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Nashville Estate Administration Law Blog

Executing a will: Get the right support

You were surprised when you were informed that you were the executor of your mother's estate. You have siblings, so you thought you'd share the responsibility. Nevertheless, you're now the one handling the estate, and you need to make sure it's done correctly. You know you need to execute the will. You know that there are many steps that you may not be clear on.

Many executors choose to work with an attorney, because handling an estate is a complex process. Here is what you should know.

Choosing your heirs? Think carefully

You've been thinking about building your estate plan, but before you can assign any assets, you'll need to choose your heirs and beneficiaries.

It can be hard to choose heirs, especially if you don't have children or family you're close to. If you have many nieces or nephews, close friends or colleagues, then you may want to leave some assets to those beneficiaries.

Should you leave behind an inheritance for your children?

You've been wrestling with a question for a little while. Should you leave your children an inheritance? You have the money to do it, but you want them to be successful in their own right. While you're happy to leave them something extra to help them on their way, you don't want to be the parent that gives your children so much money or so many assets that they never have to work a day in their lives.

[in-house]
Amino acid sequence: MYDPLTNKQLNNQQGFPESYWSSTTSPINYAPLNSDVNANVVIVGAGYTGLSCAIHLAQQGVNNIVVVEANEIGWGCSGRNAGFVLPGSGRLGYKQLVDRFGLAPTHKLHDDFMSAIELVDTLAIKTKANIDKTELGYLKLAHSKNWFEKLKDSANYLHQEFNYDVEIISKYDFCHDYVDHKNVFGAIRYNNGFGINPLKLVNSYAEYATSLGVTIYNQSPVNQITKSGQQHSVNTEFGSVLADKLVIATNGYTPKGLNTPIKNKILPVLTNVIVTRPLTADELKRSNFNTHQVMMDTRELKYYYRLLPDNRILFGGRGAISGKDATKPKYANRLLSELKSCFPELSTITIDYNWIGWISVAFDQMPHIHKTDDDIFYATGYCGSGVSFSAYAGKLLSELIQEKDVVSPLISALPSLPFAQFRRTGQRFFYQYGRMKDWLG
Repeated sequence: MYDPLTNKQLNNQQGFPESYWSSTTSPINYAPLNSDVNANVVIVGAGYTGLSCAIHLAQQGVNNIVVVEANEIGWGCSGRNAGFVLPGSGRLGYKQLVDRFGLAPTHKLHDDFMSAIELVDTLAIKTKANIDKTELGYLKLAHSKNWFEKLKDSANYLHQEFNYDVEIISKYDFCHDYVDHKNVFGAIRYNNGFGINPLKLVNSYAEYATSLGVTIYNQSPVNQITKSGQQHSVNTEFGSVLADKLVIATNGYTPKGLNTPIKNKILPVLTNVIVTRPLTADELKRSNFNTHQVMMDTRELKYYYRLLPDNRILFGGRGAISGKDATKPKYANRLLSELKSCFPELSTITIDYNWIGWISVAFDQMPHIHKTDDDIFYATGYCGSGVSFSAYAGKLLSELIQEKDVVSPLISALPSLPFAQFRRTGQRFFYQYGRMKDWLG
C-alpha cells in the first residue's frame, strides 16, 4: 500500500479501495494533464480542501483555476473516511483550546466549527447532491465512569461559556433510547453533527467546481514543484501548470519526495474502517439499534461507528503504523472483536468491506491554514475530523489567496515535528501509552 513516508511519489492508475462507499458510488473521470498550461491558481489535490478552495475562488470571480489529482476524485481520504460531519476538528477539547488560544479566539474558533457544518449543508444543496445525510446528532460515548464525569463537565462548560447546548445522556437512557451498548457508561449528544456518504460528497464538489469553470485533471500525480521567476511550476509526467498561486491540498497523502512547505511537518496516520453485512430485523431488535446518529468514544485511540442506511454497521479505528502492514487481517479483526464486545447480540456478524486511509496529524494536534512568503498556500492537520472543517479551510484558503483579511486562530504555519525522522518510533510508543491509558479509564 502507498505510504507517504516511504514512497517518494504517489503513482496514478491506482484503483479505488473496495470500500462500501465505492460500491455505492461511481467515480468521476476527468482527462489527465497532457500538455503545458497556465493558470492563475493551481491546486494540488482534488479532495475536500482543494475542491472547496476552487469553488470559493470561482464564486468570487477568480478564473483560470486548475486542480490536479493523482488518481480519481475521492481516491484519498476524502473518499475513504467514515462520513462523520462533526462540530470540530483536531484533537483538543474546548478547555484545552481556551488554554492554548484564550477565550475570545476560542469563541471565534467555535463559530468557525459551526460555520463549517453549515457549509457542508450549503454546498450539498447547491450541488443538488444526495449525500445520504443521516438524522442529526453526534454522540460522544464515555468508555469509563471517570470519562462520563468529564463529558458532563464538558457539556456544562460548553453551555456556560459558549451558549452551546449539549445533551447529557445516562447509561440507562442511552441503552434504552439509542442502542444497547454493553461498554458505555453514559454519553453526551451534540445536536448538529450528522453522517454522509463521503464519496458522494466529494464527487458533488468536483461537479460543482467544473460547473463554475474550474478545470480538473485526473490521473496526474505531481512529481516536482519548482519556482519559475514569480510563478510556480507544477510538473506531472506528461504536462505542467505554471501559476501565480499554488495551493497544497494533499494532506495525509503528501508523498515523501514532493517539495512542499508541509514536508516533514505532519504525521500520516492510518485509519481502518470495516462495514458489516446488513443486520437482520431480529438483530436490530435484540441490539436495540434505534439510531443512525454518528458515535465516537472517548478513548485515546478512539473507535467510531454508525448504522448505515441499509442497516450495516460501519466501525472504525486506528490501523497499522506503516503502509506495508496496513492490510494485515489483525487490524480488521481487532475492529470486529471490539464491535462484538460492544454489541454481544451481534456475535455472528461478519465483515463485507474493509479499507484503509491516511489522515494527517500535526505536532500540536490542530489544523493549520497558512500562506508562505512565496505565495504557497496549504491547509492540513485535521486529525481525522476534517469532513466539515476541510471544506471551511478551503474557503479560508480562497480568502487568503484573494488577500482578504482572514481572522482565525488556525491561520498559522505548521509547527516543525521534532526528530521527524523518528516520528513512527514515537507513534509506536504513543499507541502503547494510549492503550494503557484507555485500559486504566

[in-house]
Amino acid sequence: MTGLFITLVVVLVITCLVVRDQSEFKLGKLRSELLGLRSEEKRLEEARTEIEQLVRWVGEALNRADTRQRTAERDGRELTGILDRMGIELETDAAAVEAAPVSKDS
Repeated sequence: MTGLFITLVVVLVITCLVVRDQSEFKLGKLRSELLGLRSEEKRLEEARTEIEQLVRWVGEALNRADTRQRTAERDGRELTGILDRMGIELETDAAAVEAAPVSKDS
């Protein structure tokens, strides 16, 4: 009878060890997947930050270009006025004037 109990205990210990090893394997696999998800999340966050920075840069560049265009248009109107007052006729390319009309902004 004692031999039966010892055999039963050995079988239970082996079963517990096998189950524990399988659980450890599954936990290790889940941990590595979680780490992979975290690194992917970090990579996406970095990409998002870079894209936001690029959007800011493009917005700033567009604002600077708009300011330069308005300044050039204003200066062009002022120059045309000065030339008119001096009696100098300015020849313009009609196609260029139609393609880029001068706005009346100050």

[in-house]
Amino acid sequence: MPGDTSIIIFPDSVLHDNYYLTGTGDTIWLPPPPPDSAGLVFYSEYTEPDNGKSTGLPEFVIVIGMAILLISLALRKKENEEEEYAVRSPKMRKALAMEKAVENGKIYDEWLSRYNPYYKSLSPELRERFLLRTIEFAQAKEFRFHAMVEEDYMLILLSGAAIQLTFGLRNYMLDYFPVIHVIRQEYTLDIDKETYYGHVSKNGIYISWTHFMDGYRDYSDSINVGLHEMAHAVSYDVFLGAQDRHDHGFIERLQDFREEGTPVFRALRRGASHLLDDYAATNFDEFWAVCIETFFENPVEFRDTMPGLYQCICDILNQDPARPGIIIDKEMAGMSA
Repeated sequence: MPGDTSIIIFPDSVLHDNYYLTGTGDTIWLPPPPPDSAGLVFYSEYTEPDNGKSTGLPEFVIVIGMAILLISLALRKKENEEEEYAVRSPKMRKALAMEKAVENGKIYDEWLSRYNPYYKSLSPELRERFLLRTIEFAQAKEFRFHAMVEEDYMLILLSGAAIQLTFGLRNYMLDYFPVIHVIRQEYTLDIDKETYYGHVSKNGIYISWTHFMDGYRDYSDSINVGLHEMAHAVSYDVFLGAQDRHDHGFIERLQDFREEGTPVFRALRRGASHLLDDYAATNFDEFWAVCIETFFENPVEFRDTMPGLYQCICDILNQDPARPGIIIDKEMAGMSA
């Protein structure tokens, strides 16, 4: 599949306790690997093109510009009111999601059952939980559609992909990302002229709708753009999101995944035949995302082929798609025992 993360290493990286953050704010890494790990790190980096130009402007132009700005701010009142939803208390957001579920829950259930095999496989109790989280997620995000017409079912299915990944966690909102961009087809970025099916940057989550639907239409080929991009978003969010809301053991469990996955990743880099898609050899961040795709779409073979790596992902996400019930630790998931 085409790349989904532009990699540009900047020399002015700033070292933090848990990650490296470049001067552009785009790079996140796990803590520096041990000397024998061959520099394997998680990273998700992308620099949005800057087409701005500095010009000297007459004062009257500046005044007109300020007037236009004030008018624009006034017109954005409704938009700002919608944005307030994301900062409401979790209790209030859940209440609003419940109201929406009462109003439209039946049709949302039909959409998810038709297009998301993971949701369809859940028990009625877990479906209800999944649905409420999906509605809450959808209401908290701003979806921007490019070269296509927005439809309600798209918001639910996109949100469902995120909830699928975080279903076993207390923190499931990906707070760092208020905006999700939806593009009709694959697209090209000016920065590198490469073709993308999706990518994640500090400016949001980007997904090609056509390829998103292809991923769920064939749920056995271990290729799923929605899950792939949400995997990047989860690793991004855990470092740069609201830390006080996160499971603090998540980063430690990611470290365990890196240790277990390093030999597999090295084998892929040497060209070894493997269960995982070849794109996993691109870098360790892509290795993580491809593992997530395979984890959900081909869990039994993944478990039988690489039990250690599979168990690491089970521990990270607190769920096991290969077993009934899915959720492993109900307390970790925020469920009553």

Before you scratch an inheritance off your to-do list, remember that there are some good reasons to leave inheritances to your children. First, it leaves them with a positive feeling about you after you go. They'll be dealing with your funeral and final wishes, so an inheritance can be a final nod of gratefulness for their support.

How is probate managed in Tennessee?

The general idea around a probate court is to give ordinary people access to basic functions of the law so no one is ever unheard. In the modern age, this applies mostly to the legal functions surrounding a person's estate. Sometimes, a person left no estate plan. So how is the fate of their property and money decided?

The 95 counties in Tennessee are divided up into judicial districts the same way that federal courts have districts throughout the country. Each district has a chancery court that handles probate unless the county where a person resided upon death has its own probate court created by a private act.

  • What if multiple counties or states are involved?

Have a 401(k)? Write down the right beneficiary

You have a 401(k) that you've built up for years. If you pass away, you want to know that it will go to the right person.

Be careful about what you do, and make sure you update your beneficiary designation when need be. If you name someone as a beneficiary and pass away, it will be very difficult for anyone to challenge that decision if you haven't updated the beneficiary.

Prepare your inheritance and limit expenses with good legal help